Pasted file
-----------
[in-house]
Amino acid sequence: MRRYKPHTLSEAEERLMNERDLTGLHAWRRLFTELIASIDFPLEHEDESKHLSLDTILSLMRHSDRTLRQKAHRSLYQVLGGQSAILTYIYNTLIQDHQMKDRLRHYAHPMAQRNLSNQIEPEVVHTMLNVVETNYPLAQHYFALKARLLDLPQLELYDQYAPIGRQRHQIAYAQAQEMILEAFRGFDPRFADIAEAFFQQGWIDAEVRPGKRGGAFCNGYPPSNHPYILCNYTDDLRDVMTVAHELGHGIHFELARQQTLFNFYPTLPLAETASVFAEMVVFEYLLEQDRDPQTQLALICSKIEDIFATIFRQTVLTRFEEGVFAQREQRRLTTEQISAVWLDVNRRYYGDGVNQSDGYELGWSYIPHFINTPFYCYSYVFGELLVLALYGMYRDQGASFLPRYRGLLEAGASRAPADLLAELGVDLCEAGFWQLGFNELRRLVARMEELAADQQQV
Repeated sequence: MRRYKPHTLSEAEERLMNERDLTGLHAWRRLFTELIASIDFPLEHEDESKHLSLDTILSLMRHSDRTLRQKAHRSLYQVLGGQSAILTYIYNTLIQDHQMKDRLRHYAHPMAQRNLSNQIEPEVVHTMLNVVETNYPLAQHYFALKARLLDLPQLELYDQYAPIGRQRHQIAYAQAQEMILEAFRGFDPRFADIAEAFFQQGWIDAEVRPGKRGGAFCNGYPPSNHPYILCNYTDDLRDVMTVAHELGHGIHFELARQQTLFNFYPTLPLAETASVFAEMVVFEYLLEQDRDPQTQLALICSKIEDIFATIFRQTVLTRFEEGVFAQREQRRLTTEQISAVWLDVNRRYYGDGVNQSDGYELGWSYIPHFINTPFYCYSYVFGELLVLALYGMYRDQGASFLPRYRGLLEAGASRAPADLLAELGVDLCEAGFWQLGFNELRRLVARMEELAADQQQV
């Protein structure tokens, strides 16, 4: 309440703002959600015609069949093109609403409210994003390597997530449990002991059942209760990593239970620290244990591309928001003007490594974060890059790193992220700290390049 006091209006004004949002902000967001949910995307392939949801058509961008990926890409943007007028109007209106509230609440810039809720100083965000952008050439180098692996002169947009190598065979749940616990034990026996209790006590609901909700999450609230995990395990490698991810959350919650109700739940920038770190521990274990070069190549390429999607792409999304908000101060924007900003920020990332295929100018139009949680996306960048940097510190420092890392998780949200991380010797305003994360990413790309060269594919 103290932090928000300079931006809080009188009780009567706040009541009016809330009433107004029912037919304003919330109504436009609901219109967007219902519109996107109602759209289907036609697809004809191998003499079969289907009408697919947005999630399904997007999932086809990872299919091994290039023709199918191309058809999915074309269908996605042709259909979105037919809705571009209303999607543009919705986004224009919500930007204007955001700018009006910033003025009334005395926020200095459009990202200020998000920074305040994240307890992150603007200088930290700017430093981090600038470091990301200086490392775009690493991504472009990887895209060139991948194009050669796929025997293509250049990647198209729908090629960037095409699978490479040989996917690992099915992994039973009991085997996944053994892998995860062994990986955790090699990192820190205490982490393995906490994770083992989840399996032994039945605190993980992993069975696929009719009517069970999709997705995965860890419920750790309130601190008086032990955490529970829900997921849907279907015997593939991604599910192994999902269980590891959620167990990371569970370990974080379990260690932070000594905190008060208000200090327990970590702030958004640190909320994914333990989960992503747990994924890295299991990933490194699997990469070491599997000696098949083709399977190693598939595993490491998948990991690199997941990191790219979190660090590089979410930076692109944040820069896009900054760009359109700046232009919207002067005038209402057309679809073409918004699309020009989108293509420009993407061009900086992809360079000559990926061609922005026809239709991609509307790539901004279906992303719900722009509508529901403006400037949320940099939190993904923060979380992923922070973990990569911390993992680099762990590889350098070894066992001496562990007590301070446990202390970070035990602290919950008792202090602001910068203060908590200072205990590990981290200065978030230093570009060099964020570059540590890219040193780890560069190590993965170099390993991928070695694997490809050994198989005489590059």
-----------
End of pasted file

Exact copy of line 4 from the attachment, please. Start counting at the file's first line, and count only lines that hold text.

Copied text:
């Protein structure tokens, strides 16, 4: 309440703002959600015609069949093109609403409210994003390597997530449990002991059942209760990593239970620290244990591309928001003007490594974060890059790193992220700290390049 006091209006004004949002902000967001949910995307392939949801058509961008990926890409943007007028109007209106509230609440810039809720100083965000952008050439180098692996002169947009190598065979749940616990034990026996209790006590609901909700999450609230995990395990490698991810959350919650109700739940920038770190521990274990070069190549390429999607792409999304908000101060924007900003920020990332295929100018139009949680996306960048940097510190420092890392998780949200991380010797305003994360990413790309060269594919 103290932090928000300079931006809080009188009780009567706040009541009016809330009433107004029912037919304003919330109504436009609901219109967007219902519109996107109602759209289907036609697809004809191998003499079969289907009408697919947005999630399904997007999932086809990872299919091994290039023709199918191309058809999915074309269908996605042709259909979105037919809705571009209303999607543009919705986004224009919500930007204007955001700018009006910033003025009334005395926020200095459009990202200020998000920074305040994240307890992150603007200088930290700017430093981090600038470091990301200086490392775009690493991504472009990887895209060139991948194009050669796929025997293509250049990647198209729908090629960037095409699978490479040989996917690992099915992994039973009991085997996944053994892998995860062994990986955790090699990192820190205490982490393995906490994770083992989840399996032994039945605190993980992993069975696929009719009517069970999709997705995965860890419920750790309130601190008086032990955490529970829900997921849907279907015997593939991604599910192994999902269980590891959620167990990371569970370990974080379990260690932070000594905190008060208000200090327990970590702030958004640190909320994914333990989960992503747990994924890295299991990933490194699997990469070491599997000696098949083709399977190693598939595993490491998948990991690199997941990191790219979190660090590089979410930076692109944040820069896009900054760009359109700046232009919207002067005038209402057309679809073409918004699309020009989108293509420009993407061009900086992809360079000559990926061609922005026809239709991609509307790539901004279906992303719900722009509508529901403006400037949320940099939190993904923060979380992923922070973990990569911390993992680099762990590889350098070894066992001496562990007590301070446990202390970070035990602290919950008792202090602001910068203060908590200072205990590990981290200065978030230093570009060099964020570059540590890219040193780890560069190590993965170099390993991928070695694997490809050994198989005489590059």